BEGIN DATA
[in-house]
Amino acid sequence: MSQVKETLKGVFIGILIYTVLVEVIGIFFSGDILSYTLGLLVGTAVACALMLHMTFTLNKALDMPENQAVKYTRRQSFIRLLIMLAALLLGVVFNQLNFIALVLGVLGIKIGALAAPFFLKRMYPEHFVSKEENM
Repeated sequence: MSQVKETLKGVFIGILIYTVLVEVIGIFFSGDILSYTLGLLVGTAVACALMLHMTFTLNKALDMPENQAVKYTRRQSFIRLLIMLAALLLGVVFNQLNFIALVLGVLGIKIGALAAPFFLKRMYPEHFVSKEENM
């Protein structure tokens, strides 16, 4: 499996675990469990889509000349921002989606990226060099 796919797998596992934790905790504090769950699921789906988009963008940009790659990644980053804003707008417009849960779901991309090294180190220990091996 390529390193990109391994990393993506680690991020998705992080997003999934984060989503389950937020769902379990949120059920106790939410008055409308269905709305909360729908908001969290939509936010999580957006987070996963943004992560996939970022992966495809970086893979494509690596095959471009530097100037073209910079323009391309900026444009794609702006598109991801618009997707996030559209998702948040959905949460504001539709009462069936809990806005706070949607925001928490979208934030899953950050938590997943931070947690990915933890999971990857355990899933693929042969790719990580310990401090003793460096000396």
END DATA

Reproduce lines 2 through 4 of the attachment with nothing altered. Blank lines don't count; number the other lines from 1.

Amino acid sequence: MSQVKETLKGVFIGILIYTVLVEVIGIFFSGDILSYTLGLLVGTAVACALMLHMTFTLNKALDMPENQAVKYTRRQSFIRLLIMLAALLLGVVFNQLNFIALVLGVLGIKIGALAAPFFLKRMYPEHFVSKEENM
Repeated sequence: MSQVKETLKGVFIGILIYTVLVEVIGIFFSGDILSYTLGLLVGTAVACALMLHMTFTLNKALDMPENQAVKYTRRQSFIRLLIMLAALLLGVVFNQLNFIALVLGVLGIKIGALAAPFFLKRMYPEHFVSKEENM
């Protein structure tokens, strides 16, 4: 499996675990469990889509000349921002989606990226060099 796919797998596992934790905790504090769950699921789906988009963008940009790659990644980053804003707008417009849960779901991309090294180190220990091996 390529390193990109391994990393993506680690991020998705992080997003999934984060989503389950937020769902379990949120059920106790939410008055409308269905709305909360729908908001969290939509936010999580957006987070996963943004992560996939970022992966495809970086893979494509690596095959471009530097100037073209910079323009391309900026444009794609702006598109991801618009997707996030559209998702948040959905949460504001539709009462069936809990806005706070949607925001928490979208934030899953950050938590997943931070947690990915933890999971990857355990899933693929042969790719990580310990401090003793460096000396």